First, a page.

After the preceding questions were put into equation, the first thing was to reduce all the terms containing the unknown quantity to one term, which was done by adding the coefficients. As 7 x + 15 x are 22 x. Then, since 22 x= 374, 1 x must be equal to i of 374. That is,

When the unknown quantity in one member is reduced to one term, and stands equal to a knovon quantity in the other, its value

is found by dividing the known quantity by the coefficient of the unknown quantity.

10. A man bought some oranges, some lemons, and some pears, for 156 cents; the oranges at 6 cents each, the lemons at 4 cents, and the pears at 3 cents ; there was an equal number of each sort. Required the number of each.

11. In fencing the side of a field, the length of which was 450 yards, two workmen were employed ; one fenced 9 yards, and the other 6 yards per day. How many days did they work?

12. Three men built 780 rods of fence; the first built 9 rods per day, the second 7, and the third 5 ; the second worked three times as many days as the first, and the third, twice as many days as the second. How many days did each work?

13. A man bought some oxen, some cows, and some calves for $ 348; the oxen at $ 38 each, the cows at $18, and the calves at $ 4. There were three times as many cows as oxen, and twice as many calves as cows. How many were there of each sort? ? ? ;'

14. A merchant bought a quantity of flour for $ 132; for one half of it he gave $ 5 per barrel, and for the other half $7. How many barrels were there in the whole? 2?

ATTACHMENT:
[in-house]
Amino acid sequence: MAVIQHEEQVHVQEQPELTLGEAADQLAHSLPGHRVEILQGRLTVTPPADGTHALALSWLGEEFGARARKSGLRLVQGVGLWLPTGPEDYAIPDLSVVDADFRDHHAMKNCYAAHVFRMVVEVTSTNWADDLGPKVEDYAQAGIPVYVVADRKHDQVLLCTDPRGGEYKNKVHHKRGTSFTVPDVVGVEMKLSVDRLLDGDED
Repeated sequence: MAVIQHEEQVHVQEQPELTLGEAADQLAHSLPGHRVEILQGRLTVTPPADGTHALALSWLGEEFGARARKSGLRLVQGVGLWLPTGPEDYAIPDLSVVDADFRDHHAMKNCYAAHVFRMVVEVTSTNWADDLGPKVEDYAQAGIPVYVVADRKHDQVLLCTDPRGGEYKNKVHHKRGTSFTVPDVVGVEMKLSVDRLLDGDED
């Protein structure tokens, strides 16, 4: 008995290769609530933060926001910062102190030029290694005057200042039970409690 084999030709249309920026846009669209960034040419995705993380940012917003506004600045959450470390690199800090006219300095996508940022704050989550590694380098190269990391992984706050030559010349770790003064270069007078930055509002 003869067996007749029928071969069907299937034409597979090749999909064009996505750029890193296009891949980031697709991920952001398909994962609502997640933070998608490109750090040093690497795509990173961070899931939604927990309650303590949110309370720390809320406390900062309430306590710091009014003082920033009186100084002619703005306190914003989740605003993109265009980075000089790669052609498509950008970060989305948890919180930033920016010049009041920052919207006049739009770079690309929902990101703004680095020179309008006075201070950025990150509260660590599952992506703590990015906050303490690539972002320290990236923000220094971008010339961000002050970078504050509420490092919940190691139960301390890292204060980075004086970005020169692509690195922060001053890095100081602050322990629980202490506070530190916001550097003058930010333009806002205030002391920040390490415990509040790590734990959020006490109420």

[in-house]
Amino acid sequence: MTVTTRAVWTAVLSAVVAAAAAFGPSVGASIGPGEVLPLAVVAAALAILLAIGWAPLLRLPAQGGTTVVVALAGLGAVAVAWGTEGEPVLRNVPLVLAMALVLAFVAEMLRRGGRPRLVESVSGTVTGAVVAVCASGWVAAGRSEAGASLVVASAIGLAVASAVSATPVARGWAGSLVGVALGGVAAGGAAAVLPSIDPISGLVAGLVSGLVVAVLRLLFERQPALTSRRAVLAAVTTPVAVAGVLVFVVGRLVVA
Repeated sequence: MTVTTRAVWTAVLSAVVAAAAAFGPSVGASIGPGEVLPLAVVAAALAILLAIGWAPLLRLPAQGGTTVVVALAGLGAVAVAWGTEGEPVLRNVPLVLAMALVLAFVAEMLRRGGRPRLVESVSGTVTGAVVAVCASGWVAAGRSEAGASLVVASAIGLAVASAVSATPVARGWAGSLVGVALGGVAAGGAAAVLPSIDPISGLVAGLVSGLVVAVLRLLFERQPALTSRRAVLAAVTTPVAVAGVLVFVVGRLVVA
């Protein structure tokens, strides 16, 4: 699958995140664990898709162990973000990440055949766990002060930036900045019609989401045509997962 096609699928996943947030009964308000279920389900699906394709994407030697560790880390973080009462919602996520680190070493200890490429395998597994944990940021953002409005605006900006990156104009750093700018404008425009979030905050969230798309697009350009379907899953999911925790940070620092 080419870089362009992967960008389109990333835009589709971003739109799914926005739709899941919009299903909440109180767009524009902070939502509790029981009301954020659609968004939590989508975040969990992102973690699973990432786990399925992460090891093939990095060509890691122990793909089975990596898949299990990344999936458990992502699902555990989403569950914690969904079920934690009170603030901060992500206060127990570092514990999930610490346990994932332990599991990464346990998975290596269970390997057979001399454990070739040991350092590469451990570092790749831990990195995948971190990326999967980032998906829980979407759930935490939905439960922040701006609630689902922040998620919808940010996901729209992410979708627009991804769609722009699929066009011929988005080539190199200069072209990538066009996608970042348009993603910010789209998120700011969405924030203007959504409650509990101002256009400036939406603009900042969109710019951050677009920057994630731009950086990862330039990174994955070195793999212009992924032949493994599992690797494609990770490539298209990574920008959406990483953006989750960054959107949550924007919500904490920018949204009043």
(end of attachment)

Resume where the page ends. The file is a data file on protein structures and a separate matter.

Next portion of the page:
Let x denote one half the number of barrels.

15. From two towns, which are 187 miles apart, two travellers set out at the same time with an intention of meeting ; one of them travels at the rate of 8, the other of 9 miles each day. In how many days will they meet?

II. 1. A cask of wine was sold for $ 45, which was only of what it cost. Required the cost. Let x denote the cost.

Three fourths of may be written 1 x or *. The latter is preferable.

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If y of a comes to 45, then it must come to } of 45, or
15, and x will be 4 times 15, or 60.
A better method.

= 45
3 x = 45 X 4= 130

x = 60
Observe, that is the same as į of 32. Now if of 3 x
is 45, 3 itself must be 4 times 45, or 180; 3 x being 180, –
must be 1 of 180, which is 60.

2. A man, being asked his age, answered, that if its half and its third were added to it, the sum would be 88. What was his age?

Let a denote his age; then,

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Adding them together, - of 11 x being*88, 11 x will be 6 times 88, 11 x = 528 Dividing by 11,

X = 48

Ans. 48 years. 3. If of a hogshead of wine cost $ 65; what will a hogshead cost at that rate?

4. There is a pole 1 and under water, and 5 feet out of water; what is the length of the pole?

Let e denote the whole length. Then + + 5 must be equal to the whole length. Hence,